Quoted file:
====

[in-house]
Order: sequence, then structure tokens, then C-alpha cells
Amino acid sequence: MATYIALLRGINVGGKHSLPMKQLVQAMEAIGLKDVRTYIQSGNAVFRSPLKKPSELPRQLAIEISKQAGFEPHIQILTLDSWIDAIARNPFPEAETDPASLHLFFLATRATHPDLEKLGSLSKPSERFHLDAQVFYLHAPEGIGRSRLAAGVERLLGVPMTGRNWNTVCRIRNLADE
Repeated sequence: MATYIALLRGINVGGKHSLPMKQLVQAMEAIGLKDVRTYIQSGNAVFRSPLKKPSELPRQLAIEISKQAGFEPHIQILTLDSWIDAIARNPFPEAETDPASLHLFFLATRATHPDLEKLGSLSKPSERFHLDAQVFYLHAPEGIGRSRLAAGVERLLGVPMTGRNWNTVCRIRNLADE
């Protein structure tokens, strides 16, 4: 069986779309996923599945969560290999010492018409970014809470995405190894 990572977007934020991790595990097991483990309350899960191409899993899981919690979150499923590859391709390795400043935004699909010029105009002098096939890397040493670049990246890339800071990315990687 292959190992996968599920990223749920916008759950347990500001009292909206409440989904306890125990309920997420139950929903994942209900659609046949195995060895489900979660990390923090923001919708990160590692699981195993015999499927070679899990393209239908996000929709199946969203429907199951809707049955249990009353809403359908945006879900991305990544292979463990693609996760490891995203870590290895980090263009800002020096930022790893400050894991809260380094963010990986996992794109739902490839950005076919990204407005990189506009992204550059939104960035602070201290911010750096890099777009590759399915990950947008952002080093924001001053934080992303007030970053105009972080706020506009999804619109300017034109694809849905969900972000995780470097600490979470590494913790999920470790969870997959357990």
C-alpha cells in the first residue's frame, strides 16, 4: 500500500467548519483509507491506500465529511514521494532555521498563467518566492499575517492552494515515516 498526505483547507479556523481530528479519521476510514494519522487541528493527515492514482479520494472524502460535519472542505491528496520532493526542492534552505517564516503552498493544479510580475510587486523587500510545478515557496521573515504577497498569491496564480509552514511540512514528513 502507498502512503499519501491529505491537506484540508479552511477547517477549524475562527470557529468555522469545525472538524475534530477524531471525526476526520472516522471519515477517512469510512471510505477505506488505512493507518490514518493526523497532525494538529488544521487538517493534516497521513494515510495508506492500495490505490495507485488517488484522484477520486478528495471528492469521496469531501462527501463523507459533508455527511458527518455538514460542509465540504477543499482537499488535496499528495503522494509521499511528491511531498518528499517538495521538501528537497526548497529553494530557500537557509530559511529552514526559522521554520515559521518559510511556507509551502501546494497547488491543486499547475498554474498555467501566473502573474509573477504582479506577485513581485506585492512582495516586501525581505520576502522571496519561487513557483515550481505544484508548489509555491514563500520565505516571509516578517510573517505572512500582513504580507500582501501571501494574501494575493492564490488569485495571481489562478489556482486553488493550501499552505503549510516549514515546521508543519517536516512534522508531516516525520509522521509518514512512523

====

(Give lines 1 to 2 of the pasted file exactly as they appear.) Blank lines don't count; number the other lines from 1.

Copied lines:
[in-house]
Order: sequence, then structure tokens, then C-alpha cells